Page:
To sketch in a little background, here’s an excerpt from a WaPo timeline that summarizes Mashburn and Dearborn’s involvement in the platform revision (with a thanks to dragonfly9 for drawing attention to this informative reference piece):

July 11-12 [2016]: Trump campaign officials get involved in the Republican National Committee platform’s language on Ukraine. GOP Delegate Diana Denman, a platform committee member from Texas, proposes an amendment to the party platform that would commit to “maintaining or increasing sanctions” and providing “lethal weapons” to support the Ukrainian army in warding off Russian aggression. She said she met resistance from “two gentlemen” who were part of the Trump campaign.

Trump adviser Gordon initially denied intervening, but later said he asked the co-chair to “consider tabling” the amendment “until the end” and said he “also consulted with colleagues on the phone to give them a heads up and chance to intervene, if they wanted to.” He calls Rick Dearborn and John Mashburn, who now serve as the White House’s deputy chief of staff and deputy Cabinet secretary, respectively. (CNN has reported Dearborn forwarded an email to top campaign officials in June of 2016 about a request from an individual seeking to connect top Trump officials with Russian President Vladmir Putin.)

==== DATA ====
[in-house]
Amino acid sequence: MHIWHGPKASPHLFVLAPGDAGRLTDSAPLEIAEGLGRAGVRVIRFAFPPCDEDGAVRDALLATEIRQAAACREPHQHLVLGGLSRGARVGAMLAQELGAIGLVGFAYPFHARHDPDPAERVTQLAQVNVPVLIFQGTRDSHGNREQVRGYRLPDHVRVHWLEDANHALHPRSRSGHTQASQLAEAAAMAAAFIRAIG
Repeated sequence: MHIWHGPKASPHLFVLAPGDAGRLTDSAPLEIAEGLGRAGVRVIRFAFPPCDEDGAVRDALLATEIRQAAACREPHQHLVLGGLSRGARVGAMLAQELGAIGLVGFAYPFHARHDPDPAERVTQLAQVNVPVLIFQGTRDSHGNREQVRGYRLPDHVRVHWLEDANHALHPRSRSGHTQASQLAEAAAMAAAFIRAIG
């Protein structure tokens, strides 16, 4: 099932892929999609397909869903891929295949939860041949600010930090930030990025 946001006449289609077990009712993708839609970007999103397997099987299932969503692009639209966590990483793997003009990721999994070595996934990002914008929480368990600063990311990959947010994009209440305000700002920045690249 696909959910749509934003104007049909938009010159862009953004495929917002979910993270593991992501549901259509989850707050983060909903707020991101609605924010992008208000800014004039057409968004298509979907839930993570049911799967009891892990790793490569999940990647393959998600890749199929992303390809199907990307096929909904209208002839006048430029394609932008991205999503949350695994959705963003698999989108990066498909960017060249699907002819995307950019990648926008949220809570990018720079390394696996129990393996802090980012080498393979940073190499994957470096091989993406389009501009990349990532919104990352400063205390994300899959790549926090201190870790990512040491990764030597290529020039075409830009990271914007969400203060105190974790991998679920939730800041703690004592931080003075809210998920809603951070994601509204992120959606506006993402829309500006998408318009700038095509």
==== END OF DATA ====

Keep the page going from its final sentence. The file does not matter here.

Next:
The platform is ultimately changed to say the United States would “provide assistance” rather than specifically weapons. At the time, Manafort, then-campaign manager, vehemently denied the campaign’s involvement.

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The CREW group is setting their sights on Steve Bannon, Cambridge Analytica, Bolton’s SUPER PAC. They obviously got some traction with the DC courts allowing their emoluments lawsuit against T to be sent to trial.

"Government watchdog groups on Thursday called for an investigation into whether President Trump’s campaign and a super PAC controlled by his new national security adviser conspired with an embattled political data firm to violate elections laws.

In complaints filed Thursday with the Justice Department, the watchdog groups allege that the firm, Cambridge Analytica, violated a law barring foreign nationals from participating in U.S. elections. And they accuse the Trump campaign and John Bolton Super PAC of knowing their actions were improper when they worked with the firm.

Cambridge Analytica is already at the center of a federal investigation into Facebook’s protection of users’ private data, which Cambridge Analytica may have improperly used to develop voter profiles for political campaigns."

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Someone else is up on the Mueller chopping block. Ted Malloch got detained upon entering the US by the FBI, and questioned about his involvement in the Trump campaign.

FBI also asked him about his relationship with Roger Stone, the Republican strategist, and if he ever visited the Ecuadorian embassy in London, where Julian Assange lives.

Malloch denied having any Russia contacts.